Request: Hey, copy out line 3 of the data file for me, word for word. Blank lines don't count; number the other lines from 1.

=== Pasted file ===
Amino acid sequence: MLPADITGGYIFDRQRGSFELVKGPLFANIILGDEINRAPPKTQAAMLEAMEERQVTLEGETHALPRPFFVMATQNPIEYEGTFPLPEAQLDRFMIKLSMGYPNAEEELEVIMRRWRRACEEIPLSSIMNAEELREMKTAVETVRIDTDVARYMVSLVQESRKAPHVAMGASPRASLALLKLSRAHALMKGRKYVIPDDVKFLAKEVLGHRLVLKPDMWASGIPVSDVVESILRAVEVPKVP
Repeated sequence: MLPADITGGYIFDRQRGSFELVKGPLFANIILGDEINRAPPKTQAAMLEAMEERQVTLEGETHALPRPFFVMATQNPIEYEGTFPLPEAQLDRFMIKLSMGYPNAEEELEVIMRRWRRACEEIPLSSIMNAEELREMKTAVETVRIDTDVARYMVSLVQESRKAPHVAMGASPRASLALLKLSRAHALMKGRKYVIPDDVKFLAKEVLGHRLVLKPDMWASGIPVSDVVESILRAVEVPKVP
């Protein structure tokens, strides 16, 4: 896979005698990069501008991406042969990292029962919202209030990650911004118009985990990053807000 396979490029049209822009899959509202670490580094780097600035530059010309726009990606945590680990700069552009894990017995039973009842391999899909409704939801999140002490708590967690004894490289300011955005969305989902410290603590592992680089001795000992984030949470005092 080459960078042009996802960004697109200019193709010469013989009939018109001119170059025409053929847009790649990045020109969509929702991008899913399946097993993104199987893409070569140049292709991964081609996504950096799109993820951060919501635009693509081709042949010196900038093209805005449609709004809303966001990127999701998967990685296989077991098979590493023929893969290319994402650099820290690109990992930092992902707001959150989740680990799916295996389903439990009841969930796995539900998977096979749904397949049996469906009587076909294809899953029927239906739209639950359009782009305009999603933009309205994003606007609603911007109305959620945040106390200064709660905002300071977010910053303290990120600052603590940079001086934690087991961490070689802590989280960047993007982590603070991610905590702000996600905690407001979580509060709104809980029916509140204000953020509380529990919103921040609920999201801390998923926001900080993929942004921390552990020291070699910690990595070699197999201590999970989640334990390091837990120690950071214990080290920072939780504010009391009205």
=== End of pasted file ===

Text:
């Protein structure tokens, strides 16, 4: 896979005698990069501008991406042969990292029962919202209030990650911004118009985990990053807000 396979490029049209822009899959509202670490580094780097600035530059010309726009990606945590680990700069552009894990017995039973009842391999899909409704939801999140002490708590967690004894490289300011955005969305989902410290603590592992680089001795000992984030949470005092 080459960078042009996802960004697109200019193709010469013989009939018109001119170059025409053929847009790649990045020109969509929702991008899913399946097993993104199987893409070569140049292709991964081609996504950096799109993820951060919501635009693509081709042949010196900038093209805005449609709004809303966001990127999701998967990685296989077991098979590493023929893969290319994402650099820290690109990992930092992902707001959150989740680990799916295996389903439990009841969930796995539900998977096979749904397949049996469906009587076909294809899953029927239906739209639950359009782009305009999603933009309205994003606007609603911007109305959620945040106390200064709660905002300071977010910053303290990120600052603590940079001086934690087991961490070689802590989280960047993007982590603070991610905590702000996600905690407001979580509060709104809980029916509140204000953020509380529990919103921040609920999201801390998923926001900080993929942004921390552990020291070699910690990595070699197999201590999970989640334990390091837990120690950071214990080290920072939780504010009391009205």